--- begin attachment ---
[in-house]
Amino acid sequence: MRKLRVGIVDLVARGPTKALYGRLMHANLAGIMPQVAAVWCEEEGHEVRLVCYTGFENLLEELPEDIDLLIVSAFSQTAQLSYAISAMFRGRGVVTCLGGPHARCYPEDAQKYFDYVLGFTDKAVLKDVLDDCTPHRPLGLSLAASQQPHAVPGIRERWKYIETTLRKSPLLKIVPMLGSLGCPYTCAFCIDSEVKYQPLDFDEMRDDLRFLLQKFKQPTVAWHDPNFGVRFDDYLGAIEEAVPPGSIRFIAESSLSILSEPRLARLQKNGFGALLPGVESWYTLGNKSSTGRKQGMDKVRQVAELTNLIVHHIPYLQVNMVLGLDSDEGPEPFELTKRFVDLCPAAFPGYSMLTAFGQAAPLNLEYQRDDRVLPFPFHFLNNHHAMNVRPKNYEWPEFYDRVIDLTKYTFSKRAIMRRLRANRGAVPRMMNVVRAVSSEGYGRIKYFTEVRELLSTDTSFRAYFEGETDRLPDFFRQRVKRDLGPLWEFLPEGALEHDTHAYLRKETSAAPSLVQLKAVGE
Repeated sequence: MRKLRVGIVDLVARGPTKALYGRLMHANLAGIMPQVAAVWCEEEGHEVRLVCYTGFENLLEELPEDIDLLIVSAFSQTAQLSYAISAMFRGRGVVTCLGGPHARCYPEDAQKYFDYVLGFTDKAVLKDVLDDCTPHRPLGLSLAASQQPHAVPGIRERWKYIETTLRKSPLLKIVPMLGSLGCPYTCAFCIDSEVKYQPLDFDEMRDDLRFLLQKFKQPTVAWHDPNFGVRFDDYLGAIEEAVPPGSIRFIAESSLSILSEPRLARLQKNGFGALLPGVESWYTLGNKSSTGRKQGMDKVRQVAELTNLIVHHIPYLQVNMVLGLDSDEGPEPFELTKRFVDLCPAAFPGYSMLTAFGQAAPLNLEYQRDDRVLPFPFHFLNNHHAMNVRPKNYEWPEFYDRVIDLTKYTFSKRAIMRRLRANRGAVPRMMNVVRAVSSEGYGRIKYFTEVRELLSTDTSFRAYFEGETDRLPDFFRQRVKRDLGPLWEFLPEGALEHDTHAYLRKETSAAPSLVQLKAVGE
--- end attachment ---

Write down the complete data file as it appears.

[in-house]
Amino acid sequence: MRKLRVGIVDLVARGPTKALYGRLMHANLAGIMPQVAAVWCEEEGHEVRLVCYTGFENLLEELPEDIDLLIVSAFSQTAQLSYAISAMFRGRGVVTCLGGPHARCYPEDAQKYFDYVLGFTDKAVLKDVLDDCTPHRPLGLSLAASQQPHAVPGIRERWKYIETTLRKSPLLKIVPMLGSLGCPYTCAFCIDSEVKYQPLDFDEMRDDLRFLLQKFKQPTVAWHDPNFGVRFDDYLGAIEEAVPPGSIRFIAESSLSILSEPRLARLQKNGFGALLPGVESWYTLGNKSSTGRKQGMDKVRQVAELTNLIVHHIPYLQVNMVLGLDSDEGPEPFELTKRFVDLCPAAFPGYSMLTAFGQAAPLNLEYQRDDRVLPFPFHFLNNHHAMNVRPKNYEWPEFYDRVIDLTKYTFSKRAIMRRLRANRGAVPRMMNVVRAVSSEGYGRIKYFTEVRELLSTDTSFRAYFEGETDRLPDFFRQRVKRDLGPLWEFLPEGALEHDTHAYLRKETSAAPSLVQLKAVGE
Repeated sequence: MRKLRVGIVDLVARGPTKALYGRLMHANLAGIMPQVAAVWCEEEGHEVRLVCYTGFENLLEELPEDIDLLIVSAFSQTAQLSYAISAMFRGRGVVTCLGGPHARCYPEDAQKYFDYVLGFTDKAVLKDVLDDCTPHRPLGLSLAASQQPHAVPGIRERWKYIETTLRKSPLLKIVPMLGSLGCPYTCAFCIDSEVKYQPLDFDEMRDDLRFLLQKFKQPTVAWHDPNFGVRFDDYLGAIEEAVPPGSIRFIAESSLSILSEPRLARLQKNGFGALLPGVESWYTLGNKSSTGRKQGMDKVRQVAELTNLIVHHIPYLQVNMVLGLDSDEGPEPFELTKRFVDLCPAAFPGYSMLTAFGQAAPLNLEYQRDDRVLPFPFHFLNNHHAMNVRPKNYEWPEFYDRVIDLTKYTFSKRAIMRRLRANRGAVPRMMNVVRAVSSEGYGRIKYFTEVRELLSTDTSFRAYFEGETDRLPDFFRQRVKRDLGPLWEFLPEGALEHDTHAYLRKETSAAPSLVQLKAVGE